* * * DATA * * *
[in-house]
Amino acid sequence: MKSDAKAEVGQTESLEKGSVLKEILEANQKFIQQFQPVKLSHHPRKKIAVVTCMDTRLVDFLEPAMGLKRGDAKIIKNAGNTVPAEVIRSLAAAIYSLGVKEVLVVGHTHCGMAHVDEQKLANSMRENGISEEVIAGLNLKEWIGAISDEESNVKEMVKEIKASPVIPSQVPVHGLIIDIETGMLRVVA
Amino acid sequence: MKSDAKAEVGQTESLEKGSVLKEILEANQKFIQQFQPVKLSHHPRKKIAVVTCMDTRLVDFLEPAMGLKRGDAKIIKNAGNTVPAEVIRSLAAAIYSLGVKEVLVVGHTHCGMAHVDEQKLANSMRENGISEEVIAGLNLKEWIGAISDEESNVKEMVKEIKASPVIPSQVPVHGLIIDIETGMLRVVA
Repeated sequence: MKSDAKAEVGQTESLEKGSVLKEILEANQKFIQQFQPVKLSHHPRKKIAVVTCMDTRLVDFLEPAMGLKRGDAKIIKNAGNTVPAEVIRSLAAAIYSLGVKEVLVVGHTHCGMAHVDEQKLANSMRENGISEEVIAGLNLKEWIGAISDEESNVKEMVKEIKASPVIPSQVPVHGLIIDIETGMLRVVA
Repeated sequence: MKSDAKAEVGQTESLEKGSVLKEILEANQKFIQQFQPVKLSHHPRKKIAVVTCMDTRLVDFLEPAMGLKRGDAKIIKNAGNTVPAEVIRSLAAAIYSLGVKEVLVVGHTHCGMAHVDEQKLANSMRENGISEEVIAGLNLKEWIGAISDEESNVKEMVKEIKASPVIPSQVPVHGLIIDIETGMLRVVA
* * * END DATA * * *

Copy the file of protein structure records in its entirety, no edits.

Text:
[in-house]
Amino acid sequence: MKSDAKAEVGQTESLEKGSVLKEILEANQKFIQQFQPVKLSHHPRKKIAVVTCMDTRLVDFLEPAMGLKRGDAKIIKNAGNTVPAEVIRSLAAAIYSLGVKEVLVVGHTHCGMAHVDEQKLANSMRENGISEEVIAGLNLKEWIGAISDEESNVKEMVKEIKASPVIPSQVPVHGLIIDIETGMLRVVA
Amino acid sequence: MKSDAKAEVGQTESLEKGSVLKEILEANQKFIQQFQPVKLSHHPRKKIAVVTCMDTRLVDFLEPAMGLKRGDAKIIKNAGNTVPAEVIRSLAAAIYSLGVKEVLVVGHTHCGMAHVDEQKLANSMRENGISEEVIAGLNLKEWIGAISDEESNVKEMVKEIKASPVIPSQVPVHGLIIDIETGMLRVVA
Repeated sequence: MKSDAKAEVGQTESLEKGSVLKEILEANQKFIQQFQPVKLSHHPRKKIAVVTCMDTRLVDFLEPAMGLKRGDAKIIKNAGNTVPAEVIRSLAAAIYSLGVKEVLVVGHTHCGMAHVDEQKLANSMRENGISEEVIAGLNLKEWIGAISDEESNVKEMVKEIKASPVIPSQVPVHGLIIDIETGMLRVVA
Repeated sequence: MKSDAKAEVGQTESLEKGSVLKEILEANQKFIQQFQPVKLSHHPRKKIAVVTCMDTRLVDFLEPAMGLKRGDAKIIKNAGNTVPAEVIRSLAAAIYSLGVKEVLVVGHTHCGMAHVDEQKLANSMRENGISEEVIAGLNLKEWIGAISDEESNVKEMVKEIKASPVIPSQVPVHGLIIDIETGMLRVVA